Shelving the Mainstream: With Books’ End, New Independence
The day Borders closes will be a “sad day in book publishing’s history and will do severe and lasting damage to the industry’s ecosystem,” commented Michael Norris, senior trade analyst for Simba Industries, this summer. Late last spring, Borders locations across America displayed flashy yellow signs in their windows, informing the public that “Everything must go!” By the end of the summer, the remaining books were sold, all Borders locations were fully liquidated, the signs were taken down, and behind dirty glass windows, empty bookshelves stood lonely and out of place.
Why did Borders close? It’s unclear if Borders had to close their stores because of a business snafu or because of the way they were marketing books. Yet what was Borders really providing its costumers? A nice kiosk in the mall enhanced by a flashy sale signs and New York Times bestsellers? Mainstream, high-priced reads already available for free at the public library?
With all books with expired copyrights available at Project Gutenberg and with other books available electronically for relatively cheap, books are no longer as precious as they once were. Yet reading is still valued, perhaps more than it once was. Everyday, we read email, Facebook newsfeeds, and online articles. Words are not dying, but binding them together in the form of a hard-copy book is becoming outdated.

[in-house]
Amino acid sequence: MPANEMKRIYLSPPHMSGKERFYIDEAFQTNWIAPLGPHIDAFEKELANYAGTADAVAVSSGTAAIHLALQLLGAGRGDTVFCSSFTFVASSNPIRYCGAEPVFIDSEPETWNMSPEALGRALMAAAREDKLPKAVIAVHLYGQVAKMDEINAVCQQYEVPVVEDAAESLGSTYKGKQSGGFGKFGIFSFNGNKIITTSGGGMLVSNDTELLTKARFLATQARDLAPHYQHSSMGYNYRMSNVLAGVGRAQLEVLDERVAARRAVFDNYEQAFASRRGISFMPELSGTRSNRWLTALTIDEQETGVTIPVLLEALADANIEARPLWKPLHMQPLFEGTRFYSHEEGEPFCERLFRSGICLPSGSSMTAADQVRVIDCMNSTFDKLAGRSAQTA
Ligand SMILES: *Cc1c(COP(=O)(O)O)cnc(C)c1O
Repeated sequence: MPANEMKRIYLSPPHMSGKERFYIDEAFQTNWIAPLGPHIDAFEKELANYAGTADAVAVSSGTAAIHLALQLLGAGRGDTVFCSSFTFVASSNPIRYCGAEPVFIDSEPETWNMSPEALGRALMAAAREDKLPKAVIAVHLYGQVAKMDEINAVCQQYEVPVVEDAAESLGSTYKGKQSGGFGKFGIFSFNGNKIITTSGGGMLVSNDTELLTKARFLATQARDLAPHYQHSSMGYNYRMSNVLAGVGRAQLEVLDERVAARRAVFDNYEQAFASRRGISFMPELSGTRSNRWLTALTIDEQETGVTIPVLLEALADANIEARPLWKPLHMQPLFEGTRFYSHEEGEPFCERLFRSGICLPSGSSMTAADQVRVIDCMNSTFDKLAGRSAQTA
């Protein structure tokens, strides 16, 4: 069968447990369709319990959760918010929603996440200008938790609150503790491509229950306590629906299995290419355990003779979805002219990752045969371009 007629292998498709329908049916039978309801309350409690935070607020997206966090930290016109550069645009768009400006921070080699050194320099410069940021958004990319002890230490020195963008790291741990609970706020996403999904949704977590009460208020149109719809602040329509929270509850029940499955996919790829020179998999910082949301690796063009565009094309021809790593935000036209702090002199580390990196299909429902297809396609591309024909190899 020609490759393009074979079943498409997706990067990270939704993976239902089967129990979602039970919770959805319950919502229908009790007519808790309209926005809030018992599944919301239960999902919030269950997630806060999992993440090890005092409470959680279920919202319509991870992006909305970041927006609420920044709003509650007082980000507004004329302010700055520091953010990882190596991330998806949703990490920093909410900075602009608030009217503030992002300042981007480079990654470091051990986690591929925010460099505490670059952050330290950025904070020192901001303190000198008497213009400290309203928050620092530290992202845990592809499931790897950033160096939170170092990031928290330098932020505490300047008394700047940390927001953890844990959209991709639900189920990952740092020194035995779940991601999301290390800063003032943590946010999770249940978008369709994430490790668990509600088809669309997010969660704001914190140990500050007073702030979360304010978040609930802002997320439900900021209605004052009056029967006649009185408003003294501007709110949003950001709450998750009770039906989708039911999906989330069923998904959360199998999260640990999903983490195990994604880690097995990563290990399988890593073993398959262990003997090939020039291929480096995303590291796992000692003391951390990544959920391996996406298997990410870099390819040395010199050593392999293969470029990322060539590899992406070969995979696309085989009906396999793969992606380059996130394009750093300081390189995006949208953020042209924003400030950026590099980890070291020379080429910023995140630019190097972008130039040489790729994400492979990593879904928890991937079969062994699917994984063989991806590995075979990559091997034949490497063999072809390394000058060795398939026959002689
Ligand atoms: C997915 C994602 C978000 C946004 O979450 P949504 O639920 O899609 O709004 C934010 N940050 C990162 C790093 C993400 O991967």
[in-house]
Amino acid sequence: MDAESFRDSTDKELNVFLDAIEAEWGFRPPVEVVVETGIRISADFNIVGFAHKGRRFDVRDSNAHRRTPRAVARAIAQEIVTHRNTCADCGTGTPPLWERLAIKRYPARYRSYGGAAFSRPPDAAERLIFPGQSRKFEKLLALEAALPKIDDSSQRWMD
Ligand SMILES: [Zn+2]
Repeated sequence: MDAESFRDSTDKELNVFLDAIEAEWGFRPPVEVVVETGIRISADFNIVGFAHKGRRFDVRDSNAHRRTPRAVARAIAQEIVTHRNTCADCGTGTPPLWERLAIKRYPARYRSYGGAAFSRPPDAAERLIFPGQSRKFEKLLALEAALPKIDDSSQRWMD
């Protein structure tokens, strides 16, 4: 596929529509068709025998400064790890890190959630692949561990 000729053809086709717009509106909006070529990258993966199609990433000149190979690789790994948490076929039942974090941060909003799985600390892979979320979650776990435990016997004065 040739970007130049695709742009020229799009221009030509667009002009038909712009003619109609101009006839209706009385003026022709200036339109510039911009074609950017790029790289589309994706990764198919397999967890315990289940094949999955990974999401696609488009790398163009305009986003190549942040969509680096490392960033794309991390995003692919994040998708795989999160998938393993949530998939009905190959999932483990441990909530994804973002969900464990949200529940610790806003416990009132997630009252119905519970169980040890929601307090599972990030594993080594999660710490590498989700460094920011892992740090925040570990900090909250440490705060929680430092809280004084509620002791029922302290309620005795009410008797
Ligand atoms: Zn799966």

InReads, an online site that explores the synthesis of technology and books, provides each user with an electronic bookshelf where he or she can add books to “My Reads” and join conversations with other readers on the site. The site uses technology to enhance the reading experience and makes it less confining and solitary. Reading is becoming a shared group experience, no longer confined between two covers, and no longer accessible to only one person at a time. Words are becoming a transparent medium that can immediately connect people across the globe.
The lightness of carrying around an e-reader as opposed to a heavy bag of books, the ease of scrolling through pages as opposed to flipping page by page has begun to outweigh the thrill of holding a book. Books are for showing as opposed to for reading, and bookcases are for showcasing as opposed to casing valuable books. Cluttering your walls with books means that you want to give off the impression of being well read, forget about actually being well read. A recent window holiday display at Bergdorf Goodman uses books as decoration, cutting them up into exquisitely strange shapes, using their pages to create art instead of esteeming them for containing valued printed information. Ironically, Bergdorf Goodman recently published a book titled Windows at Bergdorf Goodman. Real books are still valued for displaying art, poetry or design.
But basic research is easily done online without even stepping foot into a library. As such, if a library or bookstore only provides books, it becomes an entirely pointless venue. Borders failed to provide an atmosphere unique to what they were selling, failing to enhance the experience of book shopping or reading. The only reason to enter Border’s was to purchase a book, something people are doing less and less. Why spend money on something when you can get it for free, and cheaper?